Amongst the parts of the whale that remain inaccessible to human observers is its embodied experience of being in the world. It lived as a part of numerous interpenetrating ecosystems. But while human beings intersect with animals in many of these ecosystems, the contacts made consist of forces exerted within structures rather than intimate empathetic access to non-human animal others. As Hegel implied, the bony metonym of the bench points past the individual towards grander wholes, which, having to do with being, include ecology. Krasznahorkai’s whale did that too. Perhaps counter-intuitively, it was as a taxidermied object in a circus tent far from the ocean that this whale de-naturalized Valuska’s ideas of whales and opened the way for a revolutionary aesthetic encounter. The whole whale body and the bony parts each offer human beings aesthetic contact with whales, but even as they provide certain kinds of access, a critical mind will perceive these artifacts as the ultimate inaccessibility, or withdrawnness, of the whales, leaving us to work with the territory we do find in common.
To pursue the osseous ecological aesthetic still further, the notion that people might pass through a whale’s jaw en route to epiphanies about grander wholes and one’s role within them is quite familiar. Recall the Jewish prophet Jonah finding confirmation of his belief in God deep inside the stomach of the whale. Or, less theologically inclined, it was inside the whale that the woodcarver Geppetto recognized the structure of familial love so deeply that Pinocchio was ultimately granted human status by the Fairy with Turquoise Hair. Yet Jonah’s and Geppetto’s revelations arrived after they had passed through the jaws into the warmth of living tissues, and the womb-like effect re-contains their epiphanies within a canny human framework. But anyone who sits on this bench lingers on the bare jaw-bone, feeling the palpable yet ultimately intangible structure of human reality. Just as the taxidermied whale applies a handbrake to the momentum and dynamics of individual and systemic flows, the aestheticized bones disrupt material ebbs and flows, creating a temporary eddy where people can sit and begin to glimpse the compelling but ultimately elusive structures of ecology.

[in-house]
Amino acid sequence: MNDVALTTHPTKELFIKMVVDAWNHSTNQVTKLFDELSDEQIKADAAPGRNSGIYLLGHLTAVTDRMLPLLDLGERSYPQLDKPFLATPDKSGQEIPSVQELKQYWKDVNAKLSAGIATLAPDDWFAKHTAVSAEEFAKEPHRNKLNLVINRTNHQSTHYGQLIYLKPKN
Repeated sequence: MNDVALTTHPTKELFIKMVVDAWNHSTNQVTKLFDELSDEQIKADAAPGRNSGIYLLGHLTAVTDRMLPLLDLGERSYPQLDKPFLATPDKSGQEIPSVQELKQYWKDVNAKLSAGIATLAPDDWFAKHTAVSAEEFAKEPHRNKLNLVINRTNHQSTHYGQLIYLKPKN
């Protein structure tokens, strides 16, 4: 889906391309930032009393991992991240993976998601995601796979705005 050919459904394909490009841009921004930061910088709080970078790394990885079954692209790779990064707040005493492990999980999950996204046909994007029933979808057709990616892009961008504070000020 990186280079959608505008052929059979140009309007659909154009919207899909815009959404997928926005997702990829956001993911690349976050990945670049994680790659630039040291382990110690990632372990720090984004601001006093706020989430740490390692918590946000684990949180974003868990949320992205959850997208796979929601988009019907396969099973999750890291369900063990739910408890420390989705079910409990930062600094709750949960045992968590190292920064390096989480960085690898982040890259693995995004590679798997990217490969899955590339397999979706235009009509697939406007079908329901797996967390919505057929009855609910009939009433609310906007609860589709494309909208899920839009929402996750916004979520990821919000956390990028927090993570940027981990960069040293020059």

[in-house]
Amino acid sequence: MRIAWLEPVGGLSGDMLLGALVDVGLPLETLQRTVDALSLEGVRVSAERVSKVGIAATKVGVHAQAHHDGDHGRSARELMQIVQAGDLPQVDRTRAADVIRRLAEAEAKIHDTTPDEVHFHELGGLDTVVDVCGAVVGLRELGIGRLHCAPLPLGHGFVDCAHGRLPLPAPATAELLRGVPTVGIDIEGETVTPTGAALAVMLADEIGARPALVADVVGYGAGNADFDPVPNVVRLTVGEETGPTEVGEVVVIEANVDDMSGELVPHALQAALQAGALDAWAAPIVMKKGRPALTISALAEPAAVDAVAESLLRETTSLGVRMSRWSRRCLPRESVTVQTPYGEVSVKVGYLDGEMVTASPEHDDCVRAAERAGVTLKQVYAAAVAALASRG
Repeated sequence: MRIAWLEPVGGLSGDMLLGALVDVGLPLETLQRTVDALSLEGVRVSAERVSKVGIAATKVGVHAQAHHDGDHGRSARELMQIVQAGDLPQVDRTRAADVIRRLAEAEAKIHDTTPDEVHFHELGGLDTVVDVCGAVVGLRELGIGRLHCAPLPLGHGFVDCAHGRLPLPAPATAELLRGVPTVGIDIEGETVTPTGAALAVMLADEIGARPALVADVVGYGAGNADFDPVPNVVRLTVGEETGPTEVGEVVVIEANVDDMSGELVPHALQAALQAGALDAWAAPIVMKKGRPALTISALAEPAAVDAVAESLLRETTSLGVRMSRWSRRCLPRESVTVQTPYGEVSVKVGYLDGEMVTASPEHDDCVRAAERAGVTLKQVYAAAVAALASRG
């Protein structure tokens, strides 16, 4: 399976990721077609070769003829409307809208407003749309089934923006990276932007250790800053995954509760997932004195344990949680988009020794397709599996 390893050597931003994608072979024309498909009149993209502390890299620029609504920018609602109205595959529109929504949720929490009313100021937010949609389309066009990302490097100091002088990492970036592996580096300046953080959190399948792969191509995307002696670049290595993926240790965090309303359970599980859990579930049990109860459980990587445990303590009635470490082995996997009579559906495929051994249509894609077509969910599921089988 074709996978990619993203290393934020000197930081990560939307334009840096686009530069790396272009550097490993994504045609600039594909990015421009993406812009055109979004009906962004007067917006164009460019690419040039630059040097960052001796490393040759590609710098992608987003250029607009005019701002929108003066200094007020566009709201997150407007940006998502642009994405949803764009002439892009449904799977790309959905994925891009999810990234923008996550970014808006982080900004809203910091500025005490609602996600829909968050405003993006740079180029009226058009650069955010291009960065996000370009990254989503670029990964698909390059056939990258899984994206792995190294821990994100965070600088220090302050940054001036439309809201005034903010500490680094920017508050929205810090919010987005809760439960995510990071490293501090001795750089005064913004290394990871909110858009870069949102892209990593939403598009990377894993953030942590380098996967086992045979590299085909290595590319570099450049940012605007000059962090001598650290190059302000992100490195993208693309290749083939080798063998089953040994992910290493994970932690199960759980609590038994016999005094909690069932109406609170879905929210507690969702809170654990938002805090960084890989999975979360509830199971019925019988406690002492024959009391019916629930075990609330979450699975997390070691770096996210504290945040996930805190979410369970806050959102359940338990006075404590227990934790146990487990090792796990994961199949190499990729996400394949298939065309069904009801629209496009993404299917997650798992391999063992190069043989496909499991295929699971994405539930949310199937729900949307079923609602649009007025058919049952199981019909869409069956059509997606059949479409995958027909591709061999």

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Dead Whales Meet
To conclude without closing this dead whale collision, I leave you with the following sets of questions in which the whales’ impact reverberates.
- Do aesthetic encounters with dead animals transmit distorted messages, like dreams, that we keep sending ourselves because we have not yet fully received them? Whether or not these aesthetic encounters emanate from a kind of ecological unconscious, can they help us to avoid ecological catastrophes?
- Besides whales, which other non-human animals circulate as ecological symbols in the social imaginary? How can we exfoliate the symbolism we have attached to them in order to respect these beings anew, in the true meaning of re-spect : to see them again?